Middle East

On eve of Hodeidah visit, UN envoy urges Houthi leader to agree to peace talks

Three years of conflict have left millions of Yemenis on the verge of famine (AFP/File photo)

The United Nations envoy to Yemen has urged the country's Houthi rebel leader to agree to attend peace negotiations next month in Sweden, ahead of a visit to the war-torn port city of Hodeidah.

Martin Griffiths, who arrived in Yemen's capital, Sanaa, on Wednesday, is pushing for negotiations early next month in Sweden to help end years of conflict that have left millions of Yemenis on the verge of famine.

The diplomat's planned visit to Hodeidah on Friday is aimed at encouraging Houthi rebels and government forces backed by a Saudi-led coalition to keep a lid on fighting in the city ahead of the talks in Stockholm, a UN source told AFP news agency.


Saudi-led coalition reportedly halts fighting in Hodeidah ahead of peace talks

Griffiths met Houthi rebel chief Abdulmalik al-Houthi on Thursday and they addressed "what can facilitate new discussions in December", Houthi spokesman Mohammed Abdelsalam said on Twitter, AFP reported.

Abdelsalam said that included "procedures needed to transport injured and sick for treatment abroad and bring them back", a key sticking point during a previous failed attempt to hold talks in September.

Those planned negotiations fell through after the Houthis didn't show up amid concerns they would not be granted safe passage to the meeting.

Mohammed Ali al-Houthi, head of the group's Higher Revolutionary Committee, said the Houthis were ready for peace.

"We support peace. We are ready for peace if that is what they (the Saudi-led coalition) want," he said after also meeting Griffiths, AFP reported.

UN calls for more permanent end to fighting

Saudi Arabia launched a military offensive in Yemen in 2015 after the Houthis overran the capital and ousted the government of Hadi's government. The country has been pushed into a devastating humanitarian crisis as a result of the three-year war, and diseases and malnutrition are widespread.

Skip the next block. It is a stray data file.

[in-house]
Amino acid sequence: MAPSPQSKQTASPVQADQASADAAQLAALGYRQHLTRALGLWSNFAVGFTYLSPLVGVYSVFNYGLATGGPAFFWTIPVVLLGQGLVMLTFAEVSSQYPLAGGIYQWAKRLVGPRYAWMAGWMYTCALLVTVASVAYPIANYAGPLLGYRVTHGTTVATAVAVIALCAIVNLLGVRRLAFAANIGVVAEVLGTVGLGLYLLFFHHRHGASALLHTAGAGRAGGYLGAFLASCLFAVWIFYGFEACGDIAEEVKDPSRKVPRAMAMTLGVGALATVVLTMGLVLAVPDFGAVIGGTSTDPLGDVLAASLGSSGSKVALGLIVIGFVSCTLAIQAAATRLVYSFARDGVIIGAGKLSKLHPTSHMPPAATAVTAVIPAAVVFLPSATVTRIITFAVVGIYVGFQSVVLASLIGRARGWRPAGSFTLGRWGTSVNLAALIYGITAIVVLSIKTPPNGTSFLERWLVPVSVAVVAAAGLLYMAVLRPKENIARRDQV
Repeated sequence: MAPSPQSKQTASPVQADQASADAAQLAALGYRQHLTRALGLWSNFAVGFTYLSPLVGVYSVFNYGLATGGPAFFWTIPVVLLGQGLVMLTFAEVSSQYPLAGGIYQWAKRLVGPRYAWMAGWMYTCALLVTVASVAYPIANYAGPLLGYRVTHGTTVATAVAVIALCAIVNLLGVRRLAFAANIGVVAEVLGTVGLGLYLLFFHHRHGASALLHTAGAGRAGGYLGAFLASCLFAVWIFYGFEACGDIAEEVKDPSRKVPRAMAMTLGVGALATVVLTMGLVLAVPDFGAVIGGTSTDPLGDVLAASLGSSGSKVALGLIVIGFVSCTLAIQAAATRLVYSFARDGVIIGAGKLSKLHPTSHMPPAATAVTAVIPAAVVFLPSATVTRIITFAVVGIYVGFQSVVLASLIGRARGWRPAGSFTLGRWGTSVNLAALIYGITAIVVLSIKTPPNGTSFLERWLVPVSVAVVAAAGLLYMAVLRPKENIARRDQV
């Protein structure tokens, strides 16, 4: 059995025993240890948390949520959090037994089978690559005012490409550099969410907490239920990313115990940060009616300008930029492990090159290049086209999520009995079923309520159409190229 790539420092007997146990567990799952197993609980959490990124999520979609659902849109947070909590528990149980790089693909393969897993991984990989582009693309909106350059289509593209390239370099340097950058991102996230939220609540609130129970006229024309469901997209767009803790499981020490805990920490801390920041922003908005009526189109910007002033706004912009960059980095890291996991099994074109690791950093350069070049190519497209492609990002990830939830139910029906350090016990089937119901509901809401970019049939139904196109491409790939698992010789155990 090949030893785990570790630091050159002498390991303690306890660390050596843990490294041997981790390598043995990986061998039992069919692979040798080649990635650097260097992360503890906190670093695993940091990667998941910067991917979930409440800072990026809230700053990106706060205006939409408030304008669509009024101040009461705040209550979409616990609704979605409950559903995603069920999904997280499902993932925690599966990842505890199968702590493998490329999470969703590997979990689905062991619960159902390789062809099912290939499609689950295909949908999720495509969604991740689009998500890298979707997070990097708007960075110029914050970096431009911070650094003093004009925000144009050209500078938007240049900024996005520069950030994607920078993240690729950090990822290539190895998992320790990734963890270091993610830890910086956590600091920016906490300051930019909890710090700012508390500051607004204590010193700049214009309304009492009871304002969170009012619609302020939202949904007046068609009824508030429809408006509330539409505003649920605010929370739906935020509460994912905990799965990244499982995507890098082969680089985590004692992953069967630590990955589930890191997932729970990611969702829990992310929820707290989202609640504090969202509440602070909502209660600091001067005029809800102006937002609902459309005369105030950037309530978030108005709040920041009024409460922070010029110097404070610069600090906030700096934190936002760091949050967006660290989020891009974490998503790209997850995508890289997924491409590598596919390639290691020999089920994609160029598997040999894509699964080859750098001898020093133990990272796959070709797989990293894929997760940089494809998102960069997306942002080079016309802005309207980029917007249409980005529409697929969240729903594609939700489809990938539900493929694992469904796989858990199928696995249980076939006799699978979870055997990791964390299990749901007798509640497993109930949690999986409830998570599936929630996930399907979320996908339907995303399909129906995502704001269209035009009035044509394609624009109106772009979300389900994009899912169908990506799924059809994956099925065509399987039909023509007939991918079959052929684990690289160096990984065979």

The UN recently launched a heightened push to end the fighting between Yemen's warring parties – and reach a ceasefire in Hodeidah, in particular. The city is a critical gateway for humanitarian aid entering the country.

UN agencies say as many as 14 million Yemenis are at risk of starvation if the fighting in Hodeidah does not end.

Earlier this week, the United States defence secretary announced that peace talks to end the conflict in Yemen would take place next month.

Jim Mattis said on Wednesday that negotiations between the Houthis and Yemen's UN-recognised government, led by Hadi, would take place in Sweden "very early in December".

Humanitarian organisations are hoping the current peace push will translate into a more permanent halt to the bloodshed.

The heads of the UN's humanitarian and children's agencies said the "recent de-escalation in fighting in Hodeidah is providing a desperately needed respite to hundreds of thousands of civilians".

"We urge all parties to maintain it," reads a statement by Mark Lowcock and Henrietta Fore.

"At the same time, we remain deeply concerned for the safety and protection of civilians and civilian infrastructure. Hostilities over the last several weeks in Hodeidah have taken a steep toll, including on health facilities directly damaged in crossfire or occupied by armed groups," they said.

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